Fort Massac

I noticed Fort Massac the previous time I was in Metropolis — about 23 years ago — and have ever since had it in the back of my mind to return. So naturally, as I’ve come to expect from Illinois, the fort was closed and unreachable behind a chain-link fence.


The Spanish may have had a fort near here in the 1500′s. The French did for certain, from 1757 to 1763, at which point the British took over. The British never established much of a presence, which was nice for the American forces under George Rogers Clark who captured the region in 1778 during the Revolutionary War.


In 1794 the Americans constructed a fort. Aaron Burr and Gen. James Wilkinson met here to draw up plans to conquer Mexico and the American southwest during the summer of 1805. The fort was destroyed by the New Madrid earthquake of 1812, rebuilt and than abandoned. The site, without the fort, was the scene of a troop encampment at the beginning of the Civil War.

What exists now is a reconstruction of the footprint of the 1757 French Fort next to a reconstruction of the buildings of the 1802 American Fort.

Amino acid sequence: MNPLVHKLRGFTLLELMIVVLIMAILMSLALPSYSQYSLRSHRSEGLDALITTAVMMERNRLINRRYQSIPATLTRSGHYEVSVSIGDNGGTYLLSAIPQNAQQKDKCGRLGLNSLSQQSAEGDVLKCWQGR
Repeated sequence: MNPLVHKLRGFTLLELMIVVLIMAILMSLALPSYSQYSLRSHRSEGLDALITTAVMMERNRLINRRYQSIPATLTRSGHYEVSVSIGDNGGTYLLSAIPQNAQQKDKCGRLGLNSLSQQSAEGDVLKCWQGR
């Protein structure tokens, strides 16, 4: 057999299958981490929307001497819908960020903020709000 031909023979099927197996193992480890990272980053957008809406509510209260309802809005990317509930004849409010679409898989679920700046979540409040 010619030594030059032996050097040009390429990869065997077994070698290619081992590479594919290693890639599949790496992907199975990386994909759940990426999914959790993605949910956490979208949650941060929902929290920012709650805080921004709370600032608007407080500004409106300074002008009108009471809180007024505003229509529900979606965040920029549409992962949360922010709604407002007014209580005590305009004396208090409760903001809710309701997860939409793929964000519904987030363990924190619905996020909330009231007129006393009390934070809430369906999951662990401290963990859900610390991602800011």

Desperate for a red chair photo, I set it atop the southeast bastion of the French Fort with the Paducah Bridge that carries I-24 across the Ohio River in the background. The trees in the left-distance are in Illinois. Those on the right are in Kentucky.


The site also includes a statue of George Rogers Clark looking heroically out over the river.


We pondered the Ohio River for 15 minutes or so, walked around the fence that kept us from the fort, and left. And so goes vacationing in Illinois.

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